Monday, May 6, 2013

The soils of the Champagne wine region

In a recent post I refuted a winegeeks assertion that Kimmeridgian soil extended across the wine regions of Champagne, Burgundy, and the Loire Valley. I was, instead, able to show that the primary Kimmeridgian vineyard sites in France are: (i) the Aube sub-region of Champagne; (ii) the Chablis, Tonnerre, and Auxerrois sub-regions of Burgundy; and (iii) the Pouilly, Sancerre, and Menetou-Salon sub-regions of the Loire Valley. This finding begs the question "If not Kimmeridgian in those three regions, then what?" I will attempt to answer that question in this and two subsequent posts.

The figure below places a map of the French wine regions side-by-side with a geological map of the country. The geological map clearly shows that, contrary to the winegeeks article, a single soil type is not possible for the three wine regions under discussion. If we just follow the course of the Loire as it wends its way through the Loire region, we see it passing through Jurassic period stratigraphy, then through the Cretaceous and Tertiary stratigraphy of the Paris Basin, then through the paleozoic rocks of the Massif Amoricain before debouching into the Atlantic Ocean.

So lets look at each one of the regions of interest, beginning with Champagne.

The soil in Champagne is, for the most part, comprised of massive chalk deposits interspersed with rocky outcroppings and covered with a thin layer of topsoil (mix of sand, marl, clay and lignite) which requires constant renewal through fertilization.

Champagne soil (Source: Fatcork via

The slow sagging of the Paris Basin caused an upthrusting of ancient geologic formations at the outer perimeter with each formation exhibiting as a concentric, outward-facing escarpment. One such escarpment was the Kimmeridgian chain of Jurassic soils discussed previously. In the case of Champagne, the escarpment is comprised of sands, marls, and lignitic clays of the Tertiary period capping chalk from the upper Cretaceous and, below Chalons, clays and sands of the lower Cretaceous. It is the marriage of the Tertiary and upper Cretaceous strata that "is the parentage of the unique soils of Champagne."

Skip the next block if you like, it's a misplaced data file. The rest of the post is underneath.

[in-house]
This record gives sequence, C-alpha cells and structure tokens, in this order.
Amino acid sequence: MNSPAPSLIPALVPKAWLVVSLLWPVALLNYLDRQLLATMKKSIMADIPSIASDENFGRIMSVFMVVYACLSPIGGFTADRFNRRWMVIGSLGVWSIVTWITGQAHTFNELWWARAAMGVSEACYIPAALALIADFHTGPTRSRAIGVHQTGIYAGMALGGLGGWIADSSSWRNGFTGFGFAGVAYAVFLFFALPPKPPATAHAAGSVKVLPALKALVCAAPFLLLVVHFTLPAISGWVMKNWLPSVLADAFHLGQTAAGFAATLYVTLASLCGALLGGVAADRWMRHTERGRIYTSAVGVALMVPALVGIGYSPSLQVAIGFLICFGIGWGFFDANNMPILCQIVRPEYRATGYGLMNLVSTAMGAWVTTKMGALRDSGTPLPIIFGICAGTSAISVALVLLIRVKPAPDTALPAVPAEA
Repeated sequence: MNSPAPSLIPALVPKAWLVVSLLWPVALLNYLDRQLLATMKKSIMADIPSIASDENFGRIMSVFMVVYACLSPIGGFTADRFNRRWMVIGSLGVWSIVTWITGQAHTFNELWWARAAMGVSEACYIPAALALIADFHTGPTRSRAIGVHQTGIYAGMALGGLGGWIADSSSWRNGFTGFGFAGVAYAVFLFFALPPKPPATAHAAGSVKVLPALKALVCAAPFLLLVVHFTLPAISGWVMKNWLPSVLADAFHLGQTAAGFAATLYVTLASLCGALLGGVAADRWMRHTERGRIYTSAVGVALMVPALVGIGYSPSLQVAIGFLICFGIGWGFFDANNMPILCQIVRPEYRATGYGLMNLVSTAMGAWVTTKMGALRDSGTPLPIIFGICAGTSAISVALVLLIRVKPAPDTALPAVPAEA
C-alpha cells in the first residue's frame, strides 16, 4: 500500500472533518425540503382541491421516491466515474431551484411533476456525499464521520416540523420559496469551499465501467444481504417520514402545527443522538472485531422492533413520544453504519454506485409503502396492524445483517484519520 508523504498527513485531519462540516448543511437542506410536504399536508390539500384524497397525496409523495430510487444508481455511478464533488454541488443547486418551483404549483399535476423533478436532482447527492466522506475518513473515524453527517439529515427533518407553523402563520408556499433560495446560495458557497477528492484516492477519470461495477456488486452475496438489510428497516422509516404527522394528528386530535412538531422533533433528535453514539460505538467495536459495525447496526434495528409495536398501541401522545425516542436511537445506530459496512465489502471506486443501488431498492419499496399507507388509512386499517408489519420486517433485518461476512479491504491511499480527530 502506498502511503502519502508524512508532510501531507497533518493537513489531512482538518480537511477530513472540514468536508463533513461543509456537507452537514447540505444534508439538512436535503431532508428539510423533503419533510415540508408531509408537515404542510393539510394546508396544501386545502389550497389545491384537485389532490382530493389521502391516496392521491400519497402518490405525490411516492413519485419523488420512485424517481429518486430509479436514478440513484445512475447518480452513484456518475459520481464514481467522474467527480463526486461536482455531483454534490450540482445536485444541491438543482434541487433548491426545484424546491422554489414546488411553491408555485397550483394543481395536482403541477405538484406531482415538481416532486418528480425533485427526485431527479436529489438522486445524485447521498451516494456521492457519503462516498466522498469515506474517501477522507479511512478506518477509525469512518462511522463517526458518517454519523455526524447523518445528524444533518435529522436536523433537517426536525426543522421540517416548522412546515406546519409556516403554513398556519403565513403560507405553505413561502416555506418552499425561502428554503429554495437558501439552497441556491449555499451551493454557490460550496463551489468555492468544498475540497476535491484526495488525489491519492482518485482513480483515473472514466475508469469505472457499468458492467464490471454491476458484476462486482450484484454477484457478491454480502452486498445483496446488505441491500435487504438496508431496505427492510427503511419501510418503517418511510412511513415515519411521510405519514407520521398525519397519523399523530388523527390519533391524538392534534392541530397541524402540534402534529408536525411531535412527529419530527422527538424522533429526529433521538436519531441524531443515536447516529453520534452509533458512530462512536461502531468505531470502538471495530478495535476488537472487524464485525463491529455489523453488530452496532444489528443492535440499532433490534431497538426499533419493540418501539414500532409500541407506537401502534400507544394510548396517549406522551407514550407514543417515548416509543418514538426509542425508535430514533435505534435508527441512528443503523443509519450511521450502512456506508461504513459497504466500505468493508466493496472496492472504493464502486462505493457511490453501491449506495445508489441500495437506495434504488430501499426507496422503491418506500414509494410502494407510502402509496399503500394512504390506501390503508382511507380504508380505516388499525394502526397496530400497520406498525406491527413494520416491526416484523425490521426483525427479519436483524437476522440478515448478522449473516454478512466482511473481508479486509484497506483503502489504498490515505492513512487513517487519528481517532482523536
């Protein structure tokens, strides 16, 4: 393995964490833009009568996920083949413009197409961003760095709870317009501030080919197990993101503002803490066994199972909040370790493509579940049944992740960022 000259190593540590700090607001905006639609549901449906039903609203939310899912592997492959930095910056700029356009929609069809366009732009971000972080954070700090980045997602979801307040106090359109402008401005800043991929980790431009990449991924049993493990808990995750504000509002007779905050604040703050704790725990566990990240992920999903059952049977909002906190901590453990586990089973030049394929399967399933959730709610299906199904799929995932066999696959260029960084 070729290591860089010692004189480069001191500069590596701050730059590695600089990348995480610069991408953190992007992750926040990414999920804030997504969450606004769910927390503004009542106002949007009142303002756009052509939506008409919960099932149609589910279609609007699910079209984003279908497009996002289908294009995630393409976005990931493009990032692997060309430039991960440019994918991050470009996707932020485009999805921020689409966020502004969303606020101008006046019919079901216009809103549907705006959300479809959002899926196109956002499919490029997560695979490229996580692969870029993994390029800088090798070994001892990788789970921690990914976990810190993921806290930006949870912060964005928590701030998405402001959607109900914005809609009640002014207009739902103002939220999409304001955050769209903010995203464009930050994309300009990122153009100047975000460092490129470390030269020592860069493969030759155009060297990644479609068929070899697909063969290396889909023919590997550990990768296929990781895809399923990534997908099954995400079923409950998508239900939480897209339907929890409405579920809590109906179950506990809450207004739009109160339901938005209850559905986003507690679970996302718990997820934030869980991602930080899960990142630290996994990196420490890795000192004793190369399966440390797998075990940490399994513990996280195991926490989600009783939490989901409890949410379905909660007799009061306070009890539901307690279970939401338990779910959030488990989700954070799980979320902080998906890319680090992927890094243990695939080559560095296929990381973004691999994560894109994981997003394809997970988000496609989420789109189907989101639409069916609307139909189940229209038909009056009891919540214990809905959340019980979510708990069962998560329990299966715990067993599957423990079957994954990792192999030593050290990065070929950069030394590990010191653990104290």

The components of the Tertiary strata function as follows (Wilson):
  • Sands -- provide coarse ingredients which help in building good soil structure
  • Clays, marls, weathered chalk -- bond with particles to give good body to the soil
  • Lignite -- a soft, low-grade coal which "seasons" the soil. Rapid burial resulted in concentration with iron, sulfur, and zinc from plant material.
Chalk, according to Wilson, is composed of calcareous algae (a form of seaweed) and shells of tiny organisms that settled in a uniform manner at the bottom of the Cretaceous seas. The chalk deposits in Champagne are finer-grained and more porous than other French limestone soils -- and have extremely high concentrations of the mineral marls Belemnite (younger and found higher up on the growing slopes) and Micraster (older and located on the valley floors). Chalk has excellent drainage as well as water-retention properties in that its micro-pores can absorb water during wet periods and slowly release it during drier periods. In addition chalk will also reflect sunlight and heat thus aiding in the ripening of the grapes. The chalk soil allows the vine roots to dig freely and deeply in search of water and nutrients and also retains a constant temperature year round. Chalk weathers to a fine dust which is easily dispersed. In the case of Champagne, the Tertiary slope wash collects in the belly of the concave hills serving a binding function as well as providing mineral content. The chalk provides excellent drainage and water retention, which, when combined with the Tertiary soils, results in one of the best vine-growing soils in France.

The soils in the defined Champagne region is not monolithic, however. The Côte de Bars region of Champagne has Kimmeridgian soil of the same construct as the soils that underpin the vineyards of Chablis and Sancerre. In the Aisne region the upper Cretaceous has dipped into the Paris Basin  and the soil is comprised entirely of Tertiary clays and sands. In the area below Chalone -- referred to as wet Champagne -- the poor-permeability clays and sands of the lower Cretaceous period are dominant.

The Champagne soils distribution is illustrated graphically below.

©Wine -- Mise en abyme

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